My teaching is oriented toward maximizing opportunities for my students to exercise their philosophical skills, in both senses of ‘exercise’ – to develop them, and to use them in meaningful ways. Below, you can view syllabi of courses that I have developed with this in mind. In particular, I try to create many low-stakes opportunities for students to try their own hand at writing clear analytic prose, and playing (though in an ultimately serious way) with ideas, where I provide targeted feedback to help them improve. I take the skills of clarity of thought and exposition that this develops to be broadly applicable and useful for students across many disciplines and domains of life.

If you are yourself a teacher, feel free to borrow ideas, reading suggestions, and so forth from these syllabi as you wish. And if you have suggestions for me for how to refine this material further, I am eager to hear from you!

Sample Course Designs with Syllabi

This course examines two fundamental questions at the heart of issues about expertise: what is expertise, and how should non-experts rely on experts? We will explore natural answers to both questions – roughly, that expertise is a matter of knowing things that others do not; and that non-experts should simply accept the pronouncements of experts. We will also entertain second thoughts. Along the way, we will keep an eye on one of the most fundamental values of the Enlightenment – autonomy – and see how feasible autonomy is in a world, like ours, marked by deep and complex reliance on expertise.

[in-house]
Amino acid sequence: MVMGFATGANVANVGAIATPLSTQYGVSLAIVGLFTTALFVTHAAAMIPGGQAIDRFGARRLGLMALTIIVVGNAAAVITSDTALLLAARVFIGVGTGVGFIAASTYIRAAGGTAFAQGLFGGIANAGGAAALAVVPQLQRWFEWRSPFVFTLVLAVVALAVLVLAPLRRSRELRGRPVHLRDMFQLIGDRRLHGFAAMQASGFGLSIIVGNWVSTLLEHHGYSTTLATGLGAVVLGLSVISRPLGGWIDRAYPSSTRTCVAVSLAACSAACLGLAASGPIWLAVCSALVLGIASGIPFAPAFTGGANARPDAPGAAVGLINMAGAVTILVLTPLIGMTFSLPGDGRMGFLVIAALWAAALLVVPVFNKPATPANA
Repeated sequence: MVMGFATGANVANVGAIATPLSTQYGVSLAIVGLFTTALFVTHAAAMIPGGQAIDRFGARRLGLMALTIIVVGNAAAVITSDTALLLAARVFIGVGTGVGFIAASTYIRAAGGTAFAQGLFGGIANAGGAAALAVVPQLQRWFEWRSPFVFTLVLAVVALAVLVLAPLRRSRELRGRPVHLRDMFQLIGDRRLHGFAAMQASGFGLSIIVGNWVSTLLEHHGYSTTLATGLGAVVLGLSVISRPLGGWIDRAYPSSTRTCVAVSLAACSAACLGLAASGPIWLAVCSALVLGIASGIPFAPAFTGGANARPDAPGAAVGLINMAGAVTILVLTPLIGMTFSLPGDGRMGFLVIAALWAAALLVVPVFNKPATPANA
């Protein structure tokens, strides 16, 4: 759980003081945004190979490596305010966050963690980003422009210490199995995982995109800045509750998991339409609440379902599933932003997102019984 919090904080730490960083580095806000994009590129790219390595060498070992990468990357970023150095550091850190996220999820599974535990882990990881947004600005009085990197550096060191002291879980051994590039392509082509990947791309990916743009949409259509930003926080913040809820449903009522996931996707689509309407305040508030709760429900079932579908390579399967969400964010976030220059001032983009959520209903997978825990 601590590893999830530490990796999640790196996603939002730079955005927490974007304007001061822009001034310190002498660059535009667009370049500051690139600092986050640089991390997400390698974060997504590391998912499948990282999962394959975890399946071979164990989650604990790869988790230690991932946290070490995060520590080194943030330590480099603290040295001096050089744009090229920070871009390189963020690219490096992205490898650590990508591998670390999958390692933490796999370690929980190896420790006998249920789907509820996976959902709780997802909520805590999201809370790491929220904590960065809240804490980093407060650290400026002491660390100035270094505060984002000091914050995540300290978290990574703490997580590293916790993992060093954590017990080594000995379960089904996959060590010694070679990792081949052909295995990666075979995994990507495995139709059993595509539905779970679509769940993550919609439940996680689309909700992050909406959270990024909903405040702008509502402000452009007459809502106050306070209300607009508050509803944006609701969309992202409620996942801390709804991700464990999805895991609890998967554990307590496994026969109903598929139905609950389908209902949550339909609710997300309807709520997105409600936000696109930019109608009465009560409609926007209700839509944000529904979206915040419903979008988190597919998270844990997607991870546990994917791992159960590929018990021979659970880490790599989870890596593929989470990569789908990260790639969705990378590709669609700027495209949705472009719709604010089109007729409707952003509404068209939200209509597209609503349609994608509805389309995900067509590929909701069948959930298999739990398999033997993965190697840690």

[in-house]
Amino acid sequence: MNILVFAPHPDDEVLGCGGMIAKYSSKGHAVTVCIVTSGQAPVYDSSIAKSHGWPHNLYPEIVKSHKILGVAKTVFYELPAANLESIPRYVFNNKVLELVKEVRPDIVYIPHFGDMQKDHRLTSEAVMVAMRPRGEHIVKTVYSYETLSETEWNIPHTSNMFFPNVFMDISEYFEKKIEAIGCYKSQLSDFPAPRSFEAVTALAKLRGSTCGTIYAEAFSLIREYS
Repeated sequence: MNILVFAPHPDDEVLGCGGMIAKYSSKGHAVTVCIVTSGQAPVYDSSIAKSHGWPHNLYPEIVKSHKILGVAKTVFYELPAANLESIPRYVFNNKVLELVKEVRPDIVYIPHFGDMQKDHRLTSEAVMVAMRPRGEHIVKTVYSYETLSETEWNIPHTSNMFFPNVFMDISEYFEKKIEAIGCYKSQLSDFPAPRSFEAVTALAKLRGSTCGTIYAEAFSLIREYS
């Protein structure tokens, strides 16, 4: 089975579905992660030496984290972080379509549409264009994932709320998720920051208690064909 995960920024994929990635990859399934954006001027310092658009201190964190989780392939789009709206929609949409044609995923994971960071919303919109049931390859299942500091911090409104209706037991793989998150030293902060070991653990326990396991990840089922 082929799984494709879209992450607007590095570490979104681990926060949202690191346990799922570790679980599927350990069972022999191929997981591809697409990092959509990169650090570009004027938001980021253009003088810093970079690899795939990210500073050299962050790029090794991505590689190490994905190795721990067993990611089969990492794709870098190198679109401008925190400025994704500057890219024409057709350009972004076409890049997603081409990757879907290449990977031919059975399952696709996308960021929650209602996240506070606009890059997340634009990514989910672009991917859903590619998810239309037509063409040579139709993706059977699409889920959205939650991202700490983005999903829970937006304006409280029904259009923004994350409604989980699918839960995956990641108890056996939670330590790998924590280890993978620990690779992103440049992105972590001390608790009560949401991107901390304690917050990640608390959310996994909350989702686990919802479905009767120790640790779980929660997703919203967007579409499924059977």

This book-club-style seminar is a sustained, active reading of Ludwig Wittgenstein’s Philosophical Investigations (Philosophische Untersuchungen), a book of immense philosophical significance, unusual form, and intensely original argumentation. The principal goal is for us – students, instructor, and guests – to come to grips with this difficult text. Unlike as in more conventional seminars, your instructor is not an expert on this particular text, but will use his background philosophical training and experience to guide our activity.

The formal requirements of this course reflect how experienced philosophers approach unfamiliar texts. In meeting those requirements, students will practice careful and close reading, and philosophical comprehension at multiple levels of granularity.


This course addresses two philosophical questions. The identity question is: what is the nature of manipulation? The ethical question is: if it’s wrong to manipulate people, why? A popular way to answer both is to say that manipulation is wrong because it undermines autonomy, and it does that because its nature is to interfere with our ability to think rationally about what we will do. In the first part of the course, we spell out this idea with rigor and entertain serious second thoughts. In the second part, we creatively apply the lessons learned to novel topics.